The EU veto that never was

Media pundits and politicians alike have been gravely discussing and debating the ‘veto’ wheeled out by Tory leader David Cameron at November’s emergency EU summit. The only problem is there was no veto.

A ‘veto’ would have unilaterally blocked any treaty or deal at the summit, that didn’t happen Cameron simply flounced out leaving the rest to it.

The European Council ‘president’ Herman Van Rompuy has since announced that the agreement reached could be signed off in 12 weeks without the Tories but with their full blessing.

“Early March at the latest, this fiscal compact treaty will be signed,” the unelected ‘president’ said.
Cameron was summoned to Berlin weeks before the summit to agree the strategy which would allow Germany and its junior partner France to grab more powers over the budgetary policies of member states through the EU institutions.

It was quite clear that formal UK involvement with full fiscal union within the Eurozone would have precipitated a political crisis and strengthened the campaign to demand a referendum on British membership of the EU.

Therefore the carefully choreographed ‘walk out’ by Cameron was cooked up for the summit. This has allowed the Conservative leader to unite his party, outflank Tory eurosceptics and isolate his Lib Dem lapdogs. Germany and France can even claim to have seen off the ‘Anglo-Saxons’.

More importantly the deal still gives the green light for Germany to impose a common EU austerity policy and deepen the Germanisation of Europe.

Yet in all the media clamour about the non-veto, the actual contents of this deeply reactionary plan for a bankocracy have largely been ignored.

The deal will allow the most powerful member states to protect their debt-laden banks by demanding vicious austerity measures in the eurozone states starting with Ireland, Greece and Portugal and spreading rapidly across the entire EU.

In other words EU elites are exploiting the growing crisis to carry out a corporate coup d’etat by creating a pseudo state where democracy only exists in the past tense.

The agreed summit communique sets up a ‘fiscal compact’ promoting the type of austerity already being carried out in Britain for all remaining ‘Euro plus’ 26 countries.

It also brings forward the implementation of a European Stability Mechanism (ESM) for the Eurozone to be in place by July 2012.

Both documents effectively outlaw any reflationary, Keynesian policies and certainly bans any socialist solutions to the growing crisis.

EU Economic and Monetary Affairs Commissioner Olli Rehn claims that EU institutions can effectively bypass democratic structures in the member states to enforce the new intergovernmental pact, saying, “Our legal analysis is that by far the vast majority of measures decided on Friday can be introduced through EU legislation”.

The new ‘fiscal rule’ as it is known states “government budgets shall be balanced or in surplus; this principle shall be deemed respected if, as a rule, the annual structural deficit does not exceed 0.5% of nominal GDP.

“Such a rule will also be introduced in Member States’ national legal systems at constitutional or equivalent level.

“The rule will contain an automatic correction mechanism that shall be triggered in the event of deviation. It will be defined by each Member State on the basis of principles proposed by the Commission,” it says.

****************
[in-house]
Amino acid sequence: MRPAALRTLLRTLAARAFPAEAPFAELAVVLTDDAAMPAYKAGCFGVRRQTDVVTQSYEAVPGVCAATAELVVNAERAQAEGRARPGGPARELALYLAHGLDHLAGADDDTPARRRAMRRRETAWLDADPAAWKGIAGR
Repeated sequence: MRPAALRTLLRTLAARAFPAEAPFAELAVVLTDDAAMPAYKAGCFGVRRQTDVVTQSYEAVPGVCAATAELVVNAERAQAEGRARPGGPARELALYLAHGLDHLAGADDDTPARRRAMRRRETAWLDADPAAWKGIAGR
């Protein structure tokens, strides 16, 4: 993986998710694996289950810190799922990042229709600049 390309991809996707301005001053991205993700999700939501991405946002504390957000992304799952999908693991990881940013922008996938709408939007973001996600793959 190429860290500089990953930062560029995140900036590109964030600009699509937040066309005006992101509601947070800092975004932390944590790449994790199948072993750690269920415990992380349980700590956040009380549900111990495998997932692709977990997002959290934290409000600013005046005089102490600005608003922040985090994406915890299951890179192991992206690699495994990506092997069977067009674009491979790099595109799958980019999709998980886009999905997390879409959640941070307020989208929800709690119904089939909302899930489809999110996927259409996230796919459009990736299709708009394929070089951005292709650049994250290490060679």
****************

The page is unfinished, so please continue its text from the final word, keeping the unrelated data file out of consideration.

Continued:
Member states that do not meet these harsh neo-liberal demands will face ‘steps and sanctions’ as decided by the commission.

“If the Commission identifies particularly serious non-compliance with the Stability and Growth Pact, it will request a revised draft budgetary plan,” it says.

The ESM for the Eurozone is also fundamentally undemocratic and even indemnifies the private sector from any losses stemming from the economic crisis which means workers and their families will be footing the bill.

The ESM treaty published in July 2011 grants the institution and its officials “immunity from every form of judicial process”. The ESM and staff will be also exempt from taxation and normal rules for financial institutions.

The institution will be governed by qualified majority voting in a system where nearly 50 per cent of votes are welded by Germany and France while countries like Ireland enjoy just 1.6 per cent.
In other words the ESM will be dominated by the great powers and will have the power to act as judge, jury and executioner of any eurozone state that break their fiscal rules.

The European Union is clearly moving rapidly into a post-democratic era of direct ‘technocratic’ control without any pretence of sovereignty for the member states. Just look at Greece and Italy where the elected governments have already been removed.

This represents the direct and anti-democratic rule of finance capital, the ultimate goal of the ‘European project’ over the last 60 years.

A few years ago former EU Commissioner Lord Mandelson boasted that ‘the age of pure representative democracy is coming to an end’, this agreement is the mechanism to make his dream come true.

While the fiscal fascists may have won the day at the summit, democratic forces are fiercely resisting including a general strike this week in protest against the Italian government’s new austerity package demanded by the EU.

Austerity must be resisted here too and democratic forces must start to develop a critical analysis of the same corporate-inspired cuts agenda whether from the City of London or Brussels.

This requires a people’s movement to resist corporate power by demanding the repudiation of the debts of the banks and a referendum on EU membership to regain democracy here and across Europe.